Stanzas of Oppression and Hope
Voices of Incarcerated Black and Latino Boys
Focusing on the interactions and routines of a youth detention facility in Austin, Texas, this chapter builds from and specifies our previous analyses of the gendered antiblack dynamics of surveillance and dispossession. It draws from ethnographic insight accumulated during a writing workshop, of which i was a facilitator with two other colleagues, Czarina Thelen and Rene Valdez, between 2008 and 2012. A node in the constellation of circular and transgenerational factors producing social death, the youth detention facility serves as a two-way passage between what the young incarcerated people call the “free,” the “outside” world, and the “inside,” the unfree. It will become evident that, due to the ever replenished and articulating technologies of social death, the difference between the free and the unfree is of degree, not nature. The youths transit between detention and neighborhood life only to be reminded of their always subjugated, dispossessed, and vulnerable lives. Yet, as chapter 1 suggested, youths differently situated by gender, race, sexuality, and nationality experience vulnerability differently. How are such differences manifested in the juvenile detention facility? Are there moments of identification, even if oblique, between Latin@s and Blacks? If so, what precisely are such manifestations of oblique identification, how do they occur, and what are their meanings to Blacks and Latin@s? More broadly, how is the logic of antiblackness manifested in social interactions of captivity?
To analyze institutionalized dynamics of social death, this chapter and the next, which continues the examination of the juvenile detention facility, develop around the following axes. First, the everyday social dynamics of the juvenile prison: How does the prison function, what are its protocols, how are the protocols translated into staff and youth comportment, and how do the young people navigate the institution? In short, what are the routines and the social climate inside the facility? Here i will be attentive to the relationships among the kids themselves; among the kids and the staff; and among the staff members themselves.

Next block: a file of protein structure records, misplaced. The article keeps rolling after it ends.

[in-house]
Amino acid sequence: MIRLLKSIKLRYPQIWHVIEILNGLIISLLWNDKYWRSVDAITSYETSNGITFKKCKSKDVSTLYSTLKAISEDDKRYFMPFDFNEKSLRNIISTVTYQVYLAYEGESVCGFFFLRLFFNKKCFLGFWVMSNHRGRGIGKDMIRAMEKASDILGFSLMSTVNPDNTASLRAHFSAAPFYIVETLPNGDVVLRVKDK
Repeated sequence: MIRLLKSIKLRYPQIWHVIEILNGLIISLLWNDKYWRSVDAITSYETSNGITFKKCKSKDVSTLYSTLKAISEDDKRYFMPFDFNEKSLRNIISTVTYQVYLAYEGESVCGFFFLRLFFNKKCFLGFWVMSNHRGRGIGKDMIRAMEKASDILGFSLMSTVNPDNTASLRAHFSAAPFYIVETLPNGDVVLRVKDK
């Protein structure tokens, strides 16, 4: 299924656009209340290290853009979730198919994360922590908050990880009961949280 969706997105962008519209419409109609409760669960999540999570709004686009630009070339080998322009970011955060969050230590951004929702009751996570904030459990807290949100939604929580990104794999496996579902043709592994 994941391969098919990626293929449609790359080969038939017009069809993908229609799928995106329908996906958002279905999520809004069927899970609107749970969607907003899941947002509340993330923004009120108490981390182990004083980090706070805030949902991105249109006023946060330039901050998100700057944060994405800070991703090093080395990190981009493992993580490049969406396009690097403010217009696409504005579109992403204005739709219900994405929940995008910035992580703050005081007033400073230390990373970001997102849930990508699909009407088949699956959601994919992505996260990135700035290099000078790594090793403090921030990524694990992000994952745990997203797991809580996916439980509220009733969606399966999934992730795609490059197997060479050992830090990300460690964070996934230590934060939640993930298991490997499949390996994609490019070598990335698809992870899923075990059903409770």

Second, the writings the youths produced in the workshop, some of which were selected and published in two chapbooks, Does Heaven Have a Ghetto? (2009) and I Come from a Teardrop (2010): the first one contains writings by young men, the second, mostly by young women; they reflect two gender-segregated units within the detention facility where the workshops were conducted. What are the main themes emerging out of the writings? How do they relate to the cyclical and transgenerational patterns of surveillance and dispossession analyzed above? Do they suggest evidence of oblique identification between Latin@s and Blacks, and if so, what are the specificities such forms of identification acquire, and what are their meanings in terms of interpersonal relations?
Third, the assumptions, expectations, and methodologies the facilitators, the young people, and the staff shared, negotiated, and fought over: Even if not always consciously or apparent, the assumptions, expectations, and methodologies at play during the writing workshops provide a window into the challenges youth institutionalization, and the carceral logic more broadly, pose to individual desires and organized projects of freedom. This embattled field deserves close attention as it reveals (a) the not always recognized nature and extent of the convergence and difference between the institution’s narratives, the young people’s perspectives, and those we used in the workshop, and (b) the experiential commonalities and contrasts of kids differently situated by race, gender, nationality, and sexuality, as they engaged the institution, interacted with one another, and made plans for when they were released back in the “free.”